The e-learning sector has had a problem for a long time. A lot of e-learning isn’t inspiring the learners and has very little impact. More and more decision-makers know this and their reluctance shows. Many organisations I work with in the non-profit sector haven’t made the move yet. They are worried.
They are worried about losing the magic of the wonderful face-to-face workshops they run. If you are one of them, I’m with you – it’s in this sector that I have attended the best workshops with the best facilitators. It’s in this sector that I have done some seriously deep and life-changing learning… in the classroom.
I get annoyed then when authors claim that one of the reasons why we’re let down by e-learning is because it’s too much like the classroom. What classroom? The boring lecture given by someone with no teaching skills? OK, I get that. Let’s not emulate that in our e-learning.
But wait, how about some of the other classrooms? Passionate facilitators, meaningful group work around real work problems, deep conversations, great networking with fabulous peers… – those are real too. I’ve been lucky to participate in very inspiring face-to-face training. Many organisations out there run these gems every day.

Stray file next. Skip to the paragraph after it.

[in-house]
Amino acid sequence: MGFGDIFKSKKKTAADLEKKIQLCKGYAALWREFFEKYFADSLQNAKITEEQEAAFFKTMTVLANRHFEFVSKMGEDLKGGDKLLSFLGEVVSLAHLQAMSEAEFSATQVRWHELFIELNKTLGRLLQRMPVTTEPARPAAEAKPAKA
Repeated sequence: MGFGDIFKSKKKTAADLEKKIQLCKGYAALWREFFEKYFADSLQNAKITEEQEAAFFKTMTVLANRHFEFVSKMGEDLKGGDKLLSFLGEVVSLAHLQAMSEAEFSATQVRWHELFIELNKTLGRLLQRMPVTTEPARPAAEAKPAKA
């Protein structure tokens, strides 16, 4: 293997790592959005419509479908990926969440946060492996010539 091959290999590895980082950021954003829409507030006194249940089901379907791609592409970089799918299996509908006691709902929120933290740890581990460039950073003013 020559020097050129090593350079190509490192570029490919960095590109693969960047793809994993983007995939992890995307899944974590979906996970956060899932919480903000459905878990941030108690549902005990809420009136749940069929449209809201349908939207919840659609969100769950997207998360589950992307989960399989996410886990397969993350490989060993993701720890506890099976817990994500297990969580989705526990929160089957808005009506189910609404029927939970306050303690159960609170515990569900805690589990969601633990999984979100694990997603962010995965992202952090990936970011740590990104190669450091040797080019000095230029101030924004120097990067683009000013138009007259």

When I design eWorkshops and train e-facilitators, these are the learning experiences I have in mind. E-learning needs to be more like that, not less. That’s exactly what we’re missing in the great majority of online programmes. And no, webinars are not the solution – read why here and here.
When highly successful face-to-face facilitators participate in a eWorkshop and love it, this means a lot to me. Why? Because more than anyone else, they value the very important human touch, the voice of the learner, the significance of well-designed group activities, and solid learner support. In an e-learning sector dominated by tech, data, games and other bells-and-whistles, it’s great to be in an online environment where we get to focus on ‘learning’ rather than on all the ‘e’(tech).
And when eWorkshops inspire highly talented face-to-face facilitators to reflect on their own work – that goes much deeper than a mere stamp of approval. Last year my friend and colleague Val Uccellani (Global Learning Partners) wrote the blog post ‘3 things seasoned facilitators can learn from e-facilitation’.
I shared this piece with my group in an e-facilitation workshop. It really resonated with those people who are worried. It gives them confidence that their e-learning programmes can retain the magic of their great face-to-face training.